|Llorente, Antolin - U MARYLAND MED, BALTIMORE|
|Voigt, Robert - MAYO CLIN, ROCHESTER, MN|
|Fraley, J - BAYLOR COL MED|
|Rennie, Kimberly - MED WISCONSIN, MILWAUKEE|
Submitted to: Child Neuropsychology
Publication Type: Peer Reviewed Journal
Publication Acceptance Date: May 1, 2008
Publication Date: July 1, 2008
Citation: Llorente, A.M., Voigt, R., Jensen, C.L., Fraley, J.K., Heird, W.C., Rennie, K.M. 2008. The test of variables of attention (TOVA): Internal consistency (Q1 vs. Q2 and Q3 vs. Q4) in children with Attention Deficit/Hyperactivity Disorder (ADHD). Child Neuropsychology. 14(4):314-322. Interpretive Summary: The Test of Variables of Attention (TOVA) is the most widely used test of reaction time worldwide. It is used to assess sustained visual attention and vigilance in both clinical and experimental settings. Despite the broad applications of the TOVA, little information is available concerning the test's validity and reliability in groups of children with ADHD. Until our study, even the internal consistency of the test (i.e., how a group of children perform during the test when the overall test parameters are compared with subcomponents of the test) had never been determined. This information which is now available is particularly important for the TOVA which is composed of four subcomponents (quarters) with diverging reaction time requirements. In addition, the subjects' vigilance and visual sustained attention also vary over time, particularly in children with ADHD.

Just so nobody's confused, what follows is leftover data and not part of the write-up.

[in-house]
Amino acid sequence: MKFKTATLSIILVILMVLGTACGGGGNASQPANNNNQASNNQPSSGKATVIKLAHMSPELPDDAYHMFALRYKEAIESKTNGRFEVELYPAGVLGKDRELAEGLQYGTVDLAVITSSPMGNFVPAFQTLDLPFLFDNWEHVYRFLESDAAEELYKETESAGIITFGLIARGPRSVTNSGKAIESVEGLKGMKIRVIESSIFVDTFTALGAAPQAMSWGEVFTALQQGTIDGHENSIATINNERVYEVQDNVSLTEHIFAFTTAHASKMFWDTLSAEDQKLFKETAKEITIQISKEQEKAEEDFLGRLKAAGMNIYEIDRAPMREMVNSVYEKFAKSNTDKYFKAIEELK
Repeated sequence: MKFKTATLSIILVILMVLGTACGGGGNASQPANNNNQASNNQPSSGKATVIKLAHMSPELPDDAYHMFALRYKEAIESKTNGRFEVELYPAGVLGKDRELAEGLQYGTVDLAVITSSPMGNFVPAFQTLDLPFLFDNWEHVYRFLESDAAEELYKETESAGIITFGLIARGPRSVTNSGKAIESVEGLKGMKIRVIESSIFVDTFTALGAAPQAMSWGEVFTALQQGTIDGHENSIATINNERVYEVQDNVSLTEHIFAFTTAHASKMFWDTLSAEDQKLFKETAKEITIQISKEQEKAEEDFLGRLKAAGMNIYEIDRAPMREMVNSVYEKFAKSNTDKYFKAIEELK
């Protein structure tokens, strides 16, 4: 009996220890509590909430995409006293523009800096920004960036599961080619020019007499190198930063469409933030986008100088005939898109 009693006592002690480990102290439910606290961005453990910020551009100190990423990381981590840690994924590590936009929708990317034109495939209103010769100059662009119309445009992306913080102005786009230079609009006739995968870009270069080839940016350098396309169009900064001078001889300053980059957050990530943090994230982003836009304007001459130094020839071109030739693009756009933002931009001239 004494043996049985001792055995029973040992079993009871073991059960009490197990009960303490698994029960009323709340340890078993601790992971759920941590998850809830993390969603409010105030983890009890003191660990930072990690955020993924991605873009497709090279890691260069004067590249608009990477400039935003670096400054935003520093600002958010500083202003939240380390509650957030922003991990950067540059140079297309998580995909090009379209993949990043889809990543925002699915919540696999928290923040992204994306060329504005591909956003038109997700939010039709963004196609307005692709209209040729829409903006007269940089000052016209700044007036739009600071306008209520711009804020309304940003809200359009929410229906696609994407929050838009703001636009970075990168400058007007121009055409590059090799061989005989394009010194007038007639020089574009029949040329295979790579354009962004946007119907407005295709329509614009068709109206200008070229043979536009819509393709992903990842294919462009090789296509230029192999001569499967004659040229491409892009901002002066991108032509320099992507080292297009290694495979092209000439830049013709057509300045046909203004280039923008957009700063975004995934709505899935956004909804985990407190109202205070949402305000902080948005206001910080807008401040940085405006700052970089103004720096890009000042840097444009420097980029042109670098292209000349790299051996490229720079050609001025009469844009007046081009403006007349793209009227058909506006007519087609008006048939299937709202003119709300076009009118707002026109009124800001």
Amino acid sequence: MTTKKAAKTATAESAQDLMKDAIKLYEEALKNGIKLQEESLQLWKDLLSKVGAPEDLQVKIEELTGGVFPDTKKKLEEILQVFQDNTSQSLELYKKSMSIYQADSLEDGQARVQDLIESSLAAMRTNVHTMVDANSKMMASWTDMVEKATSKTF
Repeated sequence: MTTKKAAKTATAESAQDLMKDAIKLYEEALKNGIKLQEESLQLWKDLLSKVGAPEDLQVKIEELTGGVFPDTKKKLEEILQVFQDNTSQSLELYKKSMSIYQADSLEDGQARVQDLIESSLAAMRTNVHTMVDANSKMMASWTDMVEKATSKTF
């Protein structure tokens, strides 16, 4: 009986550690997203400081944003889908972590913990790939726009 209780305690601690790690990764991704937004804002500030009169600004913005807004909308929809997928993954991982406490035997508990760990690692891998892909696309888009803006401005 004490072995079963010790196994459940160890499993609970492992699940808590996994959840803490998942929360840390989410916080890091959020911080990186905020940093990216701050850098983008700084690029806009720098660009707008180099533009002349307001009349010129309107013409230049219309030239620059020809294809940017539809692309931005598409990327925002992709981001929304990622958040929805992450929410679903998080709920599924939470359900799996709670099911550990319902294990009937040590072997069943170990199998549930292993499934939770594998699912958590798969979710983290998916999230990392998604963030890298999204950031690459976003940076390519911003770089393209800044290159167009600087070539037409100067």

Technical Abstract: The internal consistency of the Test of Variables of Attention (TOVA) was examined in a cohort of 6- to 12-year-old children (N = 63) strictly diagnosed with ADHD. The internal consistency of errors of omission (OMM), errors of commission (COM), response time (RT), and response time variability (RTV) of different test conditions (stimulus infrequent condition [Q(1) vs. Q(2)] and stimulus frequent condition [Q(3) vs. Q(4)]) was assessed via correlation analyses. All TOVA index scores under investigation assessing its internal consistency exhibited statistically significant correlations. All correlations fell in the moderate-high range.